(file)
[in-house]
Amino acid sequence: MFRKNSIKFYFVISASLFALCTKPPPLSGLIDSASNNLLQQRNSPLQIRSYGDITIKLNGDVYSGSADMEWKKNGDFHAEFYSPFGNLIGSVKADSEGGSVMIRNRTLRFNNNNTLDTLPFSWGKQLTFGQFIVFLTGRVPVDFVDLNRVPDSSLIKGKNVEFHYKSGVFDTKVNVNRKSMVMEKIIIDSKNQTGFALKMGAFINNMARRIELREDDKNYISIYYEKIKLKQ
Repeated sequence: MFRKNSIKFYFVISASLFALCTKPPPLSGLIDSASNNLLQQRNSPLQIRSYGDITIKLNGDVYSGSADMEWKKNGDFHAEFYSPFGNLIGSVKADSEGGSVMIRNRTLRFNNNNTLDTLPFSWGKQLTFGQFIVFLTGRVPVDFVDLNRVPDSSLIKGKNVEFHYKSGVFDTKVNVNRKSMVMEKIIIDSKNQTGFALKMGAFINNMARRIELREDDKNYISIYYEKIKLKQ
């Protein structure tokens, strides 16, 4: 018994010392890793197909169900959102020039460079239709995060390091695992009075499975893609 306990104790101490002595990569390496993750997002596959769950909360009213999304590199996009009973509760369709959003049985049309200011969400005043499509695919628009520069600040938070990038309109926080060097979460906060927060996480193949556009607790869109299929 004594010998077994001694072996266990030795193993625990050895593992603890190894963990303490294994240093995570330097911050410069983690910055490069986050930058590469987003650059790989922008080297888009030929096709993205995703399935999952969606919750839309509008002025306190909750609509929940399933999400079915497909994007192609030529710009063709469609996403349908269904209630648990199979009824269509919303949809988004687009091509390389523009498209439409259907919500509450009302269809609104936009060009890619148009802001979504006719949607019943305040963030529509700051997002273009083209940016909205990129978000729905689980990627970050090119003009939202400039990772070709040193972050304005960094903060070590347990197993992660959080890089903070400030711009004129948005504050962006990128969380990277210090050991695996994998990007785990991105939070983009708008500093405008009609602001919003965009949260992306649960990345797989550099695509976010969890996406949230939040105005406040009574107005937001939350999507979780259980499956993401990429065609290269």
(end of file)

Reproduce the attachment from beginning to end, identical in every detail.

[in-house]
Amino acid sequence: MFRKNSIKFYFVISASLFALCTKPPPLSGLIDSASNNLLQQRNSPLQIRSYGDITIKLNGDVYSGSADMEWKKNGDFHAEFYSPFGNLIGSVKADSEGGSVMIRNRTLRFNNNNTLDTLPFSWGKQLTFGQFIVFLTGRVPVDFVDLNRVPDSSLIKGKNVEFHYKSGVFDTKVNVNRKSMVMEKIIIDSKNQTGFALKMGAFINNMARRIELREDDKNYISIYYEKIKLKQ
Repeated sequence: MFRKNSIKFYFVISASLFALCTKPPPLSGLIDSASNNLLQQRNSPLQIRSYGDITIKLNGDVYSGSADMEWKKNGDFHAEFYSPFGNLIGSVKADSEGGSVMIRNRTLRFNNNNTLDTLPFSWGKQLTFGQFIVFLTGRVPVDFVDLNRVPDSSLIKGKNVEFHYKSGVFDTKVNVNRKSMVMEKIIIDSKNQTGFALKMGAFINNMARRIELREDDKNYISIYYEKIKLKQ
């Protein structure tokens, strides 16, 4: 018994010392890793197909169900959102020039460079239709995060390091695992009075499975893609 306990104790101490002595990569390496993750997002596959769950909360009213999304590199996009009973509760369709959003049985049309200011969400005043499509695919628009520069600040938070990038309109926080060097979460906060927060996480193949556009607790869109299929 004594010998077994001694072996266990030795193993625990050895593992603890190894963990303490294994240093995570330097911050410069983690910055490069986050930058590469987003650059790989922008080297888009030929096709993205995703399935999952969606919750839309509008002025306190909750609509929940399933999400079915497909994007192609030529710009063709469609996403349908269904209630648990199979009824269509919303949809988004687009091509390389523009498209439409259907919500509450009302269809609104936009060009890619148009802001979504006719949607019943305040963030529509700051997002273009083209940016909205990129978000729905689980990627970050090119003009939202400039990772070709040193972050304005960094903060070590347990197993992660959080890089903070400030711009004129948005504050962006990128969380990277210090050991695996994998990007785990991105939070983009708008500093405008009609602001919003965009949260992306649960990345797989550099695509976010969890996406949230939040105005406040009574107005937001939350999507979780259980499956993401990429065609290269």